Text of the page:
• Could he grit his teeth and welcome Joe Biden to the White House without mentioning the election results?
  • Would he be willing to give the press that photo-op — of Donald Trump vacating his seat of power?
  • Or, in Trump’s mind, would going through the traditional “transfer of power” rituals be a tacit admission of failure?

If he ever planned to play nice on Inauguration Day, I doubt he’s in the mood to greet any Democrats at this point. By next Wednesday, he will have spent two weeks being called a traitor and endured at least a partial impeachment trial.

Prediction:

My guess is that if he’s not impeached and convicted before January 20, President Trump will take off for Florida before or during Joe Biden’s inauguration.

Remember, his comment informing the public that he would not be attending Biden’s Inauguration Day festivities was one of the two tweets Twitter accused of breaking their “Glorification of Violence” policy in justifying Trump’s permanent ban.

If he’s not willing to attend the inauguration, I cannot imagine him doing the White House handoff a few hours later.

Would Democrats Allow Joe Biden to Greet Trump?

Even if Trump were willing to meet Joe Biden on the White House’s steps to facilitate the transition, would Democrats accept their president-elect behaving amicably towards the man they’re accusing of trying to launch a coup against the United States?

The Democrats and their allies in Big Tech are out for blood right now; would they accept such a gesture? It seems that anyone expressing an opinion short of condemning Donald Trump as a traitor deserving of prison time is being held equally accountable for the violence at the Capitol.

No matter how brief, a sign of cooperation might humanize the political opposition in ways the DNC finds counter-productive to their political goals currently.

They want to milk this crisis for everything it’s worth, which could be harmed by their president-elect sharing a polite interaction with the great insurrectionist on camera.

Not that I think Joe Biden will ever be asked to make that decision. With everything going on in politics at the moment, there’s no way President Trump greets the incoming First Family at the White House next week.

Everything was already too contentious before the riot at the Capitol; now, Donald Trump is persona non grata.

Despite the lopsided betting odds, I must strongly suggest picking “No” at –400 moneyline.
Will Trump Greet Biden at WH on 1/20?
No
-400

Will Donald Trump and Joe Biden Shake Hands on Jan 20, 2021?

MyBookie’s second Donald Trump prop dealing with the transfer of power on January 20 asks whether Donald Trump and Joe Biden will shake hands.

Obviously, for “Yes” at +300 to win, the previous betting line concerning the outgoing President greeting the president-elect would also have to resolve as “Yes.”

So, let’s say we live in the bizarro world, where Trump agrees to participate in the White House photo-op and graciously greets Joe Biden at the door – would they go a step further and shake hands? They didn’t at either debate, and the two men haven’t been reported in the same location since.

Will Trump and Biden Shake Hands?

  • Matchup Odds
  • Yes+300
  • No-500

COVID Considerations

Beyond the fact that Donald Trump has zero interest in being a good sport about losing, I don’t think the two presidents would shake hands even under the most favorable conditions.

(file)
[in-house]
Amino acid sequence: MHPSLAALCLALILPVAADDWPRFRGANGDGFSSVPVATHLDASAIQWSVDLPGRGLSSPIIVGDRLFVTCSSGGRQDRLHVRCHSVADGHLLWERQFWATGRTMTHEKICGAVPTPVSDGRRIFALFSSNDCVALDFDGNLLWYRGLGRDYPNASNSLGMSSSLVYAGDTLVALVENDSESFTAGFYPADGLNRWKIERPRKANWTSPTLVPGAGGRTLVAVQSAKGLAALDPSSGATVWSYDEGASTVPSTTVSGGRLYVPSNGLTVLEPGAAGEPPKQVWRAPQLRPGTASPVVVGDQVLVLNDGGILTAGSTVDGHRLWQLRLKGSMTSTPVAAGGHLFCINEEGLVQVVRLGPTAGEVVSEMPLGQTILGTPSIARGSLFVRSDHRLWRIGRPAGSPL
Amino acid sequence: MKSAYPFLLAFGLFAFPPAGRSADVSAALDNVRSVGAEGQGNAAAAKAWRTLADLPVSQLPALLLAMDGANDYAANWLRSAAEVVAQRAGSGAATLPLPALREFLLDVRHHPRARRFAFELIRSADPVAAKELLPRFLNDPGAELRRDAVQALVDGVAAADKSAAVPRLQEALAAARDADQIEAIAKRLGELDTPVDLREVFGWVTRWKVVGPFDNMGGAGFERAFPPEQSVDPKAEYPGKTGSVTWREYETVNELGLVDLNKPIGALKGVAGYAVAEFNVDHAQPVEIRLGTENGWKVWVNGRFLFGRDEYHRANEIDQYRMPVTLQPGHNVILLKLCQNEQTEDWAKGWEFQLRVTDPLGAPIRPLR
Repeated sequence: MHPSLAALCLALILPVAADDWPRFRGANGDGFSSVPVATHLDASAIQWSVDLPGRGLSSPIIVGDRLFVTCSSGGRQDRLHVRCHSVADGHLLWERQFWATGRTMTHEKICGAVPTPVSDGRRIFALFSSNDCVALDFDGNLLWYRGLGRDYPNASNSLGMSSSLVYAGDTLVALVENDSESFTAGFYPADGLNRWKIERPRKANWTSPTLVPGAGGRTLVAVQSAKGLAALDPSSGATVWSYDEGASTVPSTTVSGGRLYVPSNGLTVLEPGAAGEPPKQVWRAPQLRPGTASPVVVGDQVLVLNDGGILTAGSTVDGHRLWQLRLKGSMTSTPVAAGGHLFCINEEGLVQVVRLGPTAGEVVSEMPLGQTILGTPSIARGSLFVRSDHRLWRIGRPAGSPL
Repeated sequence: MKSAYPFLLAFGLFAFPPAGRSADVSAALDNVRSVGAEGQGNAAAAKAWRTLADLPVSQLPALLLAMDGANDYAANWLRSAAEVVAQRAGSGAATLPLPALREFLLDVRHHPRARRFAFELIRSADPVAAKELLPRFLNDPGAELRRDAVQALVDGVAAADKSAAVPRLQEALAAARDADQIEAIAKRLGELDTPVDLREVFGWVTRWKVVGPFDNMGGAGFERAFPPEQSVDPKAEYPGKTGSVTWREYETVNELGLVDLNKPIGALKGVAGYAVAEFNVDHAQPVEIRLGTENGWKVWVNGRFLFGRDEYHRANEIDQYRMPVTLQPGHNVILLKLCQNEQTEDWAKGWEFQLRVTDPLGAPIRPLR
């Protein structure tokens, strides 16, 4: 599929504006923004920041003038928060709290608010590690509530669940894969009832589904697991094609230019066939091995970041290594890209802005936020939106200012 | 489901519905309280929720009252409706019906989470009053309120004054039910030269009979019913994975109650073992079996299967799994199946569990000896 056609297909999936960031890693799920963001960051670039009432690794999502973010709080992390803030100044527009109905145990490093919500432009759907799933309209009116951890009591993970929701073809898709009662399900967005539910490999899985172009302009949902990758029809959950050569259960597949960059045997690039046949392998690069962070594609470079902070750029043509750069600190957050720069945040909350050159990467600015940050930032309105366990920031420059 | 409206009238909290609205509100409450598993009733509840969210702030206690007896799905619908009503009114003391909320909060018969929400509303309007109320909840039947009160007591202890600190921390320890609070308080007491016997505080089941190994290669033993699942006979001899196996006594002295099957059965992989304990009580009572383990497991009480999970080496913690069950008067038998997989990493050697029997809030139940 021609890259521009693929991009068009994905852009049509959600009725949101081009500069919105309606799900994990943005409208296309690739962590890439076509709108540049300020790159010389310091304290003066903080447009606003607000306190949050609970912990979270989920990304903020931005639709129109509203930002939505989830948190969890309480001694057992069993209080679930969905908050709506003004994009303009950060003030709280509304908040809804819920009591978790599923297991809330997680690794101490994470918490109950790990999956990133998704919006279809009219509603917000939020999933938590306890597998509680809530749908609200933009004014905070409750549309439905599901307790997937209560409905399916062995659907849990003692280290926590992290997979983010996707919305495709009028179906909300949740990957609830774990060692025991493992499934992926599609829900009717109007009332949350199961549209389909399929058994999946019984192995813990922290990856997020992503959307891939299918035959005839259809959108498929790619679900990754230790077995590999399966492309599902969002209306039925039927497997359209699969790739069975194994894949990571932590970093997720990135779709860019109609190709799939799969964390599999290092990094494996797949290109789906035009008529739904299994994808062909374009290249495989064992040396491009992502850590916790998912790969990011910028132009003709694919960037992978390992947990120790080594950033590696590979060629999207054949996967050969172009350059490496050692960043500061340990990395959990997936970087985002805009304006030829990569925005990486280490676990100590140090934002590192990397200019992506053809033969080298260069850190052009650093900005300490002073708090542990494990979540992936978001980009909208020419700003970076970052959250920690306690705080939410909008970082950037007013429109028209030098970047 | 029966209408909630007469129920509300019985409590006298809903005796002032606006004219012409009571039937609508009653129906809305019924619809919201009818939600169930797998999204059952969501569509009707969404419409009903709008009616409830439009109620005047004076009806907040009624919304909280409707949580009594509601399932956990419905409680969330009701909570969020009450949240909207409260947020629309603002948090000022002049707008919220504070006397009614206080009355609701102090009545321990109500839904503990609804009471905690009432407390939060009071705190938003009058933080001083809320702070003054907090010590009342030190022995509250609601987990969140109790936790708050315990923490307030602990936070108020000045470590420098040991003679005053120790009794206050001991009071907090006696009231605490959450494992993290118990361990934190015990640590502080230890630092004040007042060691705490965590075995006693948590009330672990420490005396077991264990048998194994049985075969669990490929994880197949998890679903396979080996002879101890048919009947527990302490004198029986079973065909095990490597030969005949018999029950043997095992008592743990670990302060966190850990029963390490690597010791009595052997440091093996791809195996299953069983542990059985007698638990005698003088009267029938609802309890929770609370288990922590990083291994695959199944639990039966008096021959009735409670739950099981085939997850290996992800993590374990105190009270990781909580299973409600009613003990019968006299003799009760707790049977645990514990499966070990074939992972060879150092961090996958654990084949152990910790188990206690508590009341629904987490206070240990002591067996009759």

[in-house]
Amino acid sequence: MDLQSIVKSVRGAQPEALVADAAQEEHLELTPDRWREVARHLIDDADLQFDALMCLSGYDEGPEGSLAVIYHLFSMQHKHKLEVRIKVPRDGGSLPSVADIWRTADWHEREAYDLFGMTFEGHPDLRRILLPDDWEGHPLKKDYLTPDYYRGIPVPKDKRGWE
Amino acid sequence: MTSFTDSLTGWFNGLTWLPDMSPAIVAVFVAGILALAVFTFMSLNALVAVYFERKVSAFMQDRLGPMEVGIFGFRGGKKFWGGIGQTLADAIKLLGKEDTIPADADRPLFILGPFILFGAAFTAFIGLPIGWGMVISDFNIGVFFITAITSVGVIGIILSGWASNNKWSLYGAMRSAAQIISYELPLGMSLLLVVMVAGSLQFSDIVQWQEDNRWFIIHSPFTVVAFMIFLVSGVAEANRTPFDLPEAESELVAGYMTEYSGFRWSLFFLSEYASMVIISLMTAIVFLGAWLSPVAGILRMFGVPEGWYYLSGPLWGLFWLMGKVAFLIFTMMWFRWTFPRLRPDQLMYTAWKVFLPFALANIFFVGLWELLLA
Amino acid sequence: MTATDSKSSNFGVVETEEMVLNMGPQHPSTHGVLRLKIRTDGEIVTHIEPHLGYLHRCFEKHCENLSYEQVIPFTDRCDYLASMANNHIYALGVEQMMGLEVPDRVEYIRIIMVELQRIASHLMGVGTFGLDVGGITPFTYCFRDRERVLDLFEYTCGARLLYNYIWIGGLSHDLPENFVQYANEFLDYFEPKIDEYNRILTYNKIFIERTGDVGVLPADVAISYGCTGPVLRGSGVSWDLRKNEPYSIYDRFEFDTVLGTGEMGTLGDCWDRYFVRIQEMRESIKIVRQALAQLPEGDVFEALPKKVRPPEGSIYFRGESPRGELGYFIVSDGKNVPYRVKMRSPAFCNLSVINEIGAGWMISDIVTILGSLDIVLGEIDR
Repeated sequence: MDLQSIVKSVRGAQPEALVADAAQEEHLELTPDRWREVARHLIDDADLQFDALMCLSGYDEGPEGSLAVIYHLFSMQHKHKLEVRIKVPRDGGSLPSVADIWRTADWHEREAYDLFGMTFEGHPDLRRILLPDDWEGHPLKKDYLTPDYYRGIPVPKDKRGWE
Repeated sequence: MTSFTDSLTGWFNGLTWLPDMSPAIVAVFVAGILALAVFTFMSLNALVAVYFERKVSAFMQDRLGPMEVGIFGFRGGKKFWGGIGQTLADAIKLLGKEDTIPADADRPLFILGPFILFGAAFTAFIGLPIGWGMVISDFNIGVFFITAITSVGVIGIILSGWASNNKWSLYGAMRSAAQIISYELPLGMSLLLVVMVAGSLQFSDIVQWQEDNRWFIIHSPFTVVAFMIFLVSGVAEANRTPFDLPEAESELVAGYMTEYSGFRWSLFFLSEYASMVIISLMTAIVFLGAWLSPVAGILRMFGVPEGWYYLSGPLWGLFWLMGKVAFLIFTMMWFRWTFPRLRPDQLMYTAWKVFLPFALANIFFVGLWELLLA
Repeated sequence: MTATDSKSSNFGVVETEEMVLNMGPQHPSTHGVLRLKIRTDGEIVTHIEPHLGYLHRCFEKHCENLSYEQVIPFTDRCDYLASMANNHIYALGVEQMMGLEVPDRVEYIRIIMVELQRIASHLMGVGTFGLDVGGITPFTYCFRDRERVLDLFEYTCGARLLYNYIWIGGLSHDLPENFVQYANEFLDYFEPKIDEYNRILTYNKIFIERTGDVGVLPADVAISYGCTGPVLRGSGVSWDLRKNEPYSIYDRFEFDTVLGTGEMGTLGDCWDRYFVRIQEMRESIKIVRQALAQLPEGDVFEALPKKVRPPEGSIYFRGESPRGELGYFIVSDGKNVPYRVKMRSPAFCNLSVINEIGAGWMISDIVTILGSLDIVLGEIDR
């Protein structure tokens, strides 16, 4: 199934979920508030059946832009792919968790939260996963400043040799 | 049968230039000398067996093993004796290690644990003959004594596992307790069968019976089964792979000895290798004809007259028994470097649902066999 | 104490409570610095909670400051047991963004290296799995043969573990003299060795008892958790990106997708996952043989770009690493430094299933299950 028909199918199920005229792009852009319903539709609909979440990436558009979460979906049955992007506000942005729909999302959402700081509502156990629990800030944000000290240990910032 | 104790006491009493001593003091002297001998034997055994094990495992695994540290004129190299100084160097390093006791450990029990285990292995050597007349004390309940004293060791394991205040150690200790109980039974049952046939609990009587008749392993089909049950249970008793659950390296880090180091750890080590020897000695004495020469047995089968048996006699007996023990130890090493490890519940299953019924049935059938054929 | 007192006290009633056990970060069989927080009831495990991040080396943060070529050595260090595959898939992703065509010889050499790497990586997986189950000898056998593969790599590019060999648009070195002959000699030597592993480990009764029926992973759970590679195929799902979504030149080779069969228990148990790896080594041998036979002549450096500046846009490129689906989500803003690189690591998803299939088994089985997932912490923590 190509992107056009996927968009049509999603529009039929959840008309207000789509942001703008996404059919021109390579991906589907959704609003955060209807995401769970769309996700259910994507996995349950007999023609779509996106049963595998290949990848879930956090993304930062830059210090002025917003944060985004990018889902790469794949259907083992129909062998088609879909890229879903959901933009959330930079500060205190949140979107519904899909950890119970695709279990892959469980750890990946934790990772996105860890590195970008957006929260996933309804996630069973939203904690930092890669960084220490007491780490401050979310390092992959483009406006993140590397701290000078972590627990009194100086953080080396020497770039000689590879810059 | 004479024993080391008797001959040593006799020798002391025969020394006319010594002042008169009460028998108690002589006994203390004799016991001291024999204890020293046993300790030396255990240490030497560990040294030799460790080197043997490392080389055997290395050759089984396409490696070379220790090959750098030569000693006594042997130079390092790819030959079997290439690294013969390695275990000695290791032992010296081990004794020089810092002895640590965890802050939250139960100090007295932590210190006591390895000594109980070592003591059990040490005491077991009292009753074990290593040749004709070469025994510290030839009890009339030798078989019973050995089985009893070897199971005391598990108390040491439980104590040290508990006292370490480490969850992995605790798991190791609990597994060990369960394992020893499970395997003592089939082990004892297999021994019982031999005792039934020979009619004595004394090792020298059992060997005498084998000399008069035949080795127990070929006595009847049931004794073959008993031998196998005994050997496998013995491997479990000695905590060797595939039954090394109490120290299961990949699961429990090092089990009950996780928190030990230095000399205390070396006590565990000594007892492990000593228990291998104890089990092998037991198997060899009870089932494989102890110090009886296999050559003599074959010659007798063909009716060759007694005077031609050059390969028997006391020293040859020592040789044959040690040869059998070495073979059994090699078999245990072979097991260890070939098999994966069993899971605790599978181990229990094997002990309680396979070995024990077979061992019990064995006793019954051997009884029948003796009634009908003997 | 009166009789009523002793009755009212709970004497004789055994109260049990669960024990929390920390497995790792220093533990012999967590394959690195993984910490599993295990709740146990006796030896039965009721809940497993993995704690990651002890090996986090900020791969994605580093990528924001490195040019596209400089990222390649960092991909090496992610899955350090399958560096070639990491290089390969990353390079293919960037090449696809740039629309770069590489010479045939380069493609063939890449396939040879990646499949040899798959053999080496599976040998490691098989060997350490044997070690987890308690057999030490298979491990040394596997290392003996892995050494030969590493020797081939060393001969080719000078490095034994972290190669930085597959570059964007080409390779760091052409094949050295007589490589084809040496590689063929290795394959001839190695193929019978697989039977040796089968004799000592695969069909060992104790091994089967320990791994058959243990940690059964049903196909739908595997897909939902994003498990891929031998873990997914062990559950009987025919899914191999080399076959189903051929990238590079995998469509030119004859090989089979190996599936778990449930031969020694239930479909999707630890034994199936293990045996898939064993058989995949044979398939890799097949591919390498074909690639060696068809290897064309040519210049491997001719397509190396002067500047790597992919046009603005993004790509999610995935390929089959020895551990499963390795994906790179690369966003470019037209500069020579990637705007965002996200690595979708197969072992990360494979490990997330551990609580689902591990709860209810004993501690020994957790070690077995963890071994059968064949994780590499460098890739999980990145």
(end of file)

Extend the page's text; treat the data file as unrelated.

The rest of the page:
If nothing else, it would be seen as dangerous messaging in the middle of a pandemic. Americans aren’t supposed to make physical contact in ways that could potentially spread infection.

At most, Trump and Biden would engage in a fist or elbow bump – and that doesn’t count as shaking hands!

Again, I am recommending readers to bet “No” at –500.
Will Trump and Biden Shake Hands?
No
-500

Two Easy “No” Bets

Despite the ridiculously short betting odds, I believe there’s money to be made on MyBookie’s Donald Trump props covered on this page. Sure, you’re laying $400-500 to win $100, but there’s almost no chance of losing!

Come on, in what world is Donald Trump ever seeing Joe Biden again in person?

The outgoing President has a million grievances to air:
  • The media questioned the integrity of the 2016 election for all four years Trump was in office. Nobody considered it some unforgivable offense or reason to ban them from every social media platform known to man.
  • Democrats also encouraged hundreds of demonstrations last year, many of which turned violent and resulted in deaths. Again, nobody was accused of “inciting insurrection.”
  • Then there was the way the media covered up the Hunter Biden laptop story ahead of Election Day in a blatant display of bias.

I’m not arguing that those acts should have been punished, nor am I arguing that they’re exactly the same. Only that from Trump’s perspective, there’s an obvious double standard.

And for a guy whose ego won’t let him accept losing, that’s a tough pill to swallow.

Right or wrong, we can be confident in Donald Trump’s disdain for Democrats and the political elite by now. He will never participate in any events or rituals that could be interpreted as legitimizing the 2020 presidential election results.

So, if you have an extra $900 lying around, you might as well turn it into $1,100 with little-to-no risk of losing! Because there’s a higher probability of Mitch McConnell winning the GQ award for “best chin” than Donald Trump greeting Joe Biden at the White House on January 20 – much less shaking his hand.
Will Cormier / Author

Will Cormier is a sports and political betting writer living in downtown Las Vegas, Nevada. When he’s not wandering around the streets of the Arts District aimlessly, a lifetime of pessimism and paranoia has made Will perfectly suited for handicapping politics. Cormier tries to analyze current events as objectively as possible – a strategy that often enrages loyalists on both the right and the left. When he’s not covering major upcoming elections, Will enjoys writing about basketball, football, and MMA from a betting perspective. He also loves dogs, ice cream sundaes, the movie “Stomp the Yard,” and long walks on the beach.